This one really takes me back. One of my favorite ever reclusive Swedish duos (there’s plenty of others, look ‘em up) takes on one of my favorite ever power ballads. While John Sykes’ signature guitarwork is replaced by moody synths, the Stockholm duo stays pretty faithful to Whitesnake’s original arrangement, and vocalist Johan Tuvesson brings plenty of David Coverdale-esque brooding to the table too. There’s still no word of a long-promised proper debut, but if they keep covering classic power ballads, I won’t be complaining.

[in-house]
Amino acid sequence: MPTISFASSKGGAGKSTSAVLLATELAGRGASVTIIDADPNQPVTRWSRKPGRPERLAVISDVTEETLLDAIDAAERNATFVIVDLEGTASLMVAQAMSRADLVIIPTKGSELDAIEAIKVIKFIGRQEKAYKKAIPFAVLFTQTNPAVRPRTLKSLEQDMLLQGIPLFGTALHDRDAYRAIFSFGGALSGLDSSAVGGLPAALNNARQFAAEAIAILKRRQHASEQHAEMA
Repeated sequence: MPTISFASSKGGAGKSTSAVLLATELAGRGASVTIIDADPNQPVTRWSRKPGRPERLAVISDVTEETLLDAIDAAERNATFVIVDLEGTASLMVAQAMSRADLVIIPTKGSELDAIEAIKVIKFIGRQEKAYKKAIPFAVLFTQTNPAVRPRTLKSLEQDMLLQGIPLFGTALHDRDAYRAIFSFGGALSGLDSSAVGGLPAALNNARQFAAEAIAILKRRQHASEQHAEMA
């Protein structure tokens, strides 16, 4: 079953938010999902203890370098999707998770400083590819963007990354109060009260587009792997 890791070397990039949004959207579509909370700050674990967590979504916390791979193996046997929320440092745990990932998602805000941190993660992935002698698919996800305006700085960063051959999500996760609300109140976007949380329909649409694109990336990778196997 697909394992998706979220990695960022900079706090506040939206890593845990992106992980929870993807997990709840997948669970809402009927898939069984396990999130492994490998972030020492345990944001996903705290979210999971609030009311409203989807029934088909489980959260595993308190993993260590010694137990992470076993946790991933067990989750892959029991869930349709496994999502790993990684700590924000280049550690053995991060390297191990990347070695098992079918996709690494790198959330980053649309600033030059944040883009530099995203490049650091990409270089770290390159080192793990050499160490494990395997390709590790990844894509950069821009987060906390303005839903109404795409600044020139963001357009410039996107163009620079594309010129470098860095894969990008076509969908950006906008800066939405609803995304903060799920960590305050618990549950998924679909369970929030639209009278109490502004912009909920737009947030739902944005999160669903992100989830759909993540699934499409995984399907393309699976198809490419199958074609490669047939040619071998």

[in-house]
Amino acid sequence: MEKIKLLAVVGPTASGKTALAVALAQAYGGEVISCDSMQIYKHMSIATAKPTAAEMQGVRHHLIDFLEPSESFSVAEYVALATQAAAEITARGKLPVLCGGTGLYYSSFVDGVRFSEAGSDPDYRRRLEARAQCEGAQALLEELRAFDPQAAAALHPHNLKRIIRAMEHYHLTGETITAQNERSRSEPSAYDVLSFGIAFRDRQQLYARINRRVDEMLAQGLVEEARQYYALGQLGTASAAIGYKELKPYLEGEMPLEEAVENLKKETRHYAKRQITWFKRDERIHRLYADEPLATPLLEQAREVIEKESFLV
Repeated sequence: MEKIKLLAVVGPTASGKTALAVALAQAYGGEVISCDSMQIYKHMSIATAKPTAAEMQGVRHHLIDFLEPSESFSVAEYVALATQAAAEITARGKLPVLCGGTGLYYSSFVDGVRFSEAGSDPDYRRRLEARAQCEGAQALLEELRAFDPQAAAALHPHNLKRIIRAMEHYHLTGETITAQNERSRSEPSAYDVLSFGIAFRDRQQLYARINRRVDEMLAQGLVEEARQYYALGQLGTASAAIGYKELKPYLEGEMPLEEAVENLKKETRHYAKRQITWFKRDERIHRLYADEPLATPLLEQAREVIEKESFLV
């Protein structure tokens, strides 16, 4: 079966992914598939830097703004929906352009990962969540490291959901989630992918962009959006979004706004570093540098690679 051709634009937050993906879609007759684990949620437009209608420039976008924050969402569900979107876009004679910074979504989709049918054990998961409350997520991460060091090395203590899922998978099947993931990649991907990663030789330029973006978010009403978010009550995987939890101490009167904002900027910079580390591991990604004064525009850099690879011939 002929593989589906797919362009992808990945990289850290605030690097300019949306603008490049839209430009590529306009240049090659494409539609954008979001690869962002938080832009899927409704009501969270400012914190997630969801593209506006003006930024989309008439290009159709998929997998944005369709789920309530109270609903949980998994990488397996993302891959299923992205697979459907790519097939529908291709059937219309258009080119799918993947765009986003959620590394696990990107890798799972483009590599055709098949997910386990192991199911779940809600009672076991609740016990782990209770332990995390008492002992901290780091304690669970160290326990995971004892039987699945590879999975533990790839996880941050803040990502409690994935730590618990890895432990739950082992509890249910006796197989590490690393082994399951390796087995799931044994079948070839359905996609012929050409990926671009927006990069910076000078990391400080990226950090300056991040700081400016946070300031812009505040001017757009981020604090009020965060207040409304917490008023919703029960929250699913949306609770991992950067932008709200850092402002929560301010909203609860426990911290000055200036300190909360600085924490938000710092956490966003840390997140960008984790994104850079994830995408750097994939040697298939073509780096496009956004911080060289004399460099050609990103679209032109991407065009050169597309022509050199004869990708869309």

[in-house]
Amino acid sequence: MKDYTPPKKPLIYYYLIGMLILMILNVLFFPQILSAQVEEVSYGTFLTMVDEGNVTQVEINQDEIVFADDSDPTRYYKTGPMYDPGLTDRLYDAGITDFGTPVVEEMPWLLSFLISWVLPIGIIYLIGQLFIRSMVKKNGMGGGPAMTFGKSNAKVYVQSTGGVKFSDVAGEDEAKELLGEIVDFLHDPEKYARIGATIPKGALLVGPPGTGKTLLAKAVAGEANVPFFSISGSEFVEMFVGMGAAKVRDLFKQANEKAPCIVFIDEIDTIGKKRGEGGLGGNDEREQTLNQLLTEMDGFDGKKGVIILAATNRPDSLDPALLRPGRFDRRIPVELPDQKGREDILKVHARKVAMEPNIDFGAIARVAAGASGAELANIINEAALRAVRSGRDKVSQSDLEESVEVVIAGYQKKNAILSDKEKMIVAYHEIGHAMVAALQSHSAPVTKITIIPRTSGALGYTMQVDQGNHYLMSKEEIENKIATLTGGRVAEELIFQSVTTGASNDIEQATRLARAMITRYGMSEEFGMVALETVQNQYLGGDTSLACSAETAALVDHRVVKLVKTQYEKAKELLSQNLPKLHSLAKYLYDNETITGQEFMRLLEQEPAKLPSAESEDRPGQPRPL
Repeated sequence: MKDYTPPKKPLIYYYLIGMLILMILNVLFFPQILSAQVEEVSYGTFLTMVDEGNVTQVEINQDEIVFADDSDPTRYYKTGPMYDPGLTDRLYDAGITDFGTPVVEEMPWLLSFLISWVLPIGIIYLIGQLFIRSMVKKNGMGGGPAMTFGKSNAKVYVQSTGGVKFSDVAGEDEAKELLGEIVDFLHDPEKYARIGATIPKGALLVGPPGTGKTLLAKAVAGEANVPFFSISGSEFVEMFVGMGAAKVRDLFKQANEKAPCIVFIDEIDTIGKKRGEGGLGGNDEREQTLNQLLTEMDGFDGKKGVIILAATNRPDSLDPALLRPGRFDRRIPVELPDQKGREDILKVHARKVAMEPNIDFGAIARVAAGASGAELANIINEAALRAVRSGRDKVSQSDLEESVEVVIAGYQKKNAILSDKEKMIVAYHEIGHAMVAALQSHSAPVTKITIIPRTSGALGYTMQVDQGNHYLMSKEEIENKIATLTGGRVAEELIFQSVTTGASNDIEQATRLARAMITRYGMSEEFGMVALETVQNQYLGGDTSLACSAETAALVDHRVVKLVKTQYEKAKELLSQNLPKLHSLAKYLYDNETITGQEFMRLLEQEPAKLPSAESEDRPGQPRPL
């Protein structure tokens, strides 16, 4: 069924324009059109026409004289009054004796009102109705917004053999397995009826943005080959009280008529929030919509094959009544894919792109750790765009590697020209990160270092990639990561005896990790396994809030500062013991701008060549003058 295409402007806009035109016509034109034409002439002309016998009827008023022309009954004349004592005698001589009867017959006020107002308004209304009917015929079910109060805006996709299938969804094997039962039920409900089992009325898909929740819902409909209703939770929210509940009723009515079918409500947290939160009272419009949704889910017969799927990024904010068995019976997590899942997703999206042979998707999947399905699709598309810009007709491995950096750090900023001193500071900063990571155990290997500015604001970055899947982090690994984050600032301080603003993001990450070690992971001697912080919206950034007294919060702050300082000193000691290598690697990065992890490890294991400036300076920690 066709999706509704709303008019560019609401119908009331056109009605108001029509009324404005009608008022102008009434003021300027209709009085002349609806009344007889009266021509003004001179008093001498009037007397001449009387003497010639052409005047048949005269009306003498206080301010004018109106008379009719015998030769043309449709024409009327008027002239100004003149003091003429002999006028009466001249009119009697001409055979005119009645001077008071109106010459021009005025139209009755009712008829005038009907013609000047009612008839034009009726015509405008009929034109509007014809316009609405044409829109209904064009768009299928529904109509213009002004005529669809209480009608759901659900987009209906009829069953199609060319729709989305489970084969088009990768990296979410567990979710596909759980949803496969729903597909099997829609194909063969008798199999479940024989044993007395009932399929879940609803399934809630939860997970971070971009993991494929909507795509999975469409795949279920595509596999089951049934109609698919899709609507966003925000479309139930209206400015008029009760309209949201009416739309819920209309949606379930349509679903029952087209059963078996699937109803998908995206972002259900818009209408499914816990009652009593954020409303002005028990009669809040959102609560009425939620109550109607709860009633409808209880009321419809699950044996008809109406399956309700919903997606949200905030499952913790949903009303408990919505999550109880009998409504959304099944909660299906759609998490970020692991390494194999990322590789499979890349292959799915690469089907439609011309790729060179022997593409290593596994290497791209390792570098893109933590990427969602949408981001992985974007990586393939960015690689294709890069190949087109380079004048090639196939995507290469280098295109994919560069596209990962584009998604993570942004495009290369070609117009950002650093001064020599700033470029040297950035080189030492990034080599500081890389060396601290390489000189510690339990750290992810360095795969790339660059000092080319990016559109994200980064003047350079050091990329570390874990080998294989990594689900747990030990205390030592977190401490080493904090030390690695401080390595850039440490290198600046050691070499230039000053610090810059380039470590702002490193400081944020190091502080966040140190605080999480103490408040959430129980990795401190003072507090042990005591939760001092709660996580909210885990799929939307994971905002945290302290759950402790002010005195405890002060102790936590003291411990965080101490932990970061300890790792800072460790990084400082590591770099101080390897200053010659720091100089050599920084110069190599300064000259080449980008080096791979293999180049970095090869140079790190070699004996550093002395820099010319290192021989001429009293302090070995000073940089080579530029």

“She Giv” Senary Cycles (out 07.17 on Soundman)
While the British producer has been mostly painted with the ‘instrumental grime’ brush, the shoe has never really quite fit, and with each passing release, Wen has developed a sound that is increasingly difficult pigeonhole in a genre, no matter how diverse said genre is. “She Giv” is the lead single off his forthcoming “double EP” (whatever the hell that means), which looks set to be the boldest release of his career. The cut pairs interstellar keys with a mantric vocal sample and extra helpings of skittering percussion and delicious sub-bass. This is late night music, worthy of soundtracking a last drink or a bus ride home, and it will likely only make up a small part of a fascinating bigger statement.
“Special Affair” Ego Death (out 06.29)